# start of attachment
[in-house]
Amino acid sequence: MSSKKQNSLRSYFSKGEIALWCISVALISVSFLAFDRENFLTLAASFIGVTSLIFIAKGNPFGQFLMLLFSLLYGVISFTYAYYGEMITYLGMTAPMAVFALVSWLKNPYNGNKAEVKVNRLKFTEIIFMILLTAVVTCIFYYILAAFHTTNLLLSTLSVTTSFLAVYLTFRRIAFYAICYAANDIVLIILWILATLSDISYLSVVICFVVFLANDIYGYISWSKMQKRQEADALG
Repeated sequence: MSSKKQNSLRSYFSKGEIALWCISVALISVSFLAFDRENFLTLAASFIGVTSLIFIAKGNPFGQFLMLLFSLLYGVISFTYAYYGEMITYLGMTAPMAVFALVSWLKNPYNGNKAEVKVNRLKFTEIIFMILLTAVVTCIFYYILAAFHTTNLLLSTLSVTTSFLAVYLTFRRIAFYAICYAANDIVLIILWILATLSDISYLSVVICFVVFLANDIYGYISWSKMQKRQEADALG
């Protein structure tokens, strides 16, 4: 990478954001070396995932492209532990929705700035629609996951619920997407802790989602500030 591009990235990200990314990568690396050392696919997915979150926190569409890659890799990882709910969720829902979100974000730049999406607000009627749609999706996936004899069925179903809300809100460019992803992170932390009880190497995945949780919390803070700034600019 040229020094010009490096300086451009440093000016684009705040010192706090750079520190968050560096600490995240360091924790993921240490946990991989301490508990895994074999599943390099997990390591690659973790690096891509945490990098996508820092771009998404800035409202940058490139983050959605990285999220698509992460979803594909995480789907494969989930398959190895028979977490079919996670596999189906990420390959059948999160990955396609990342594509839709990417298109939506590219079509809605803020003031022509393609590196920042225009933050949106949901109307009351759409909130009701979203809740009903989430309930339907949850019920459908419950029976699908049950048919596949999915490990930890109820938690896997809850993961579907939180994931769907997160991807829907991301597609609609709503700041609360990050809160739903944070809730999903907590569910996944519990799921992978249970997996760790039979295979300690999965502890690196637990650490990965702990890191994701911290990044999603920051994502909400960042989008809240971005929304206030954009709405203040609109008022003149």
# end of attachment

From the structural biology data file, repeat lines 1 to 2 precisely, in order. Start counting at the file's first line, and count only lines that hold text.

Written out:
[in-house]
Amino acid sequence: MSSKKQNSLRSYFSKGEIALWCISVALISVSFLAFDRENFLTLAASFIGVTSLIFIAKGNPFGQFLMLLFSLLYGVISFTYAYYGEMITYLGMTAPMAVFALVSWLKNPYNGNKAEVKVNRLKFTEIIFMILLTAVVTCIFYYILAAFHTTNLLLSTLSVTTSFLAVYLTFRRIAFYAICYAANDIVLIILWILATLSDISYLSVVICFVVFLANDIYGYISWSKMQKRQEADALG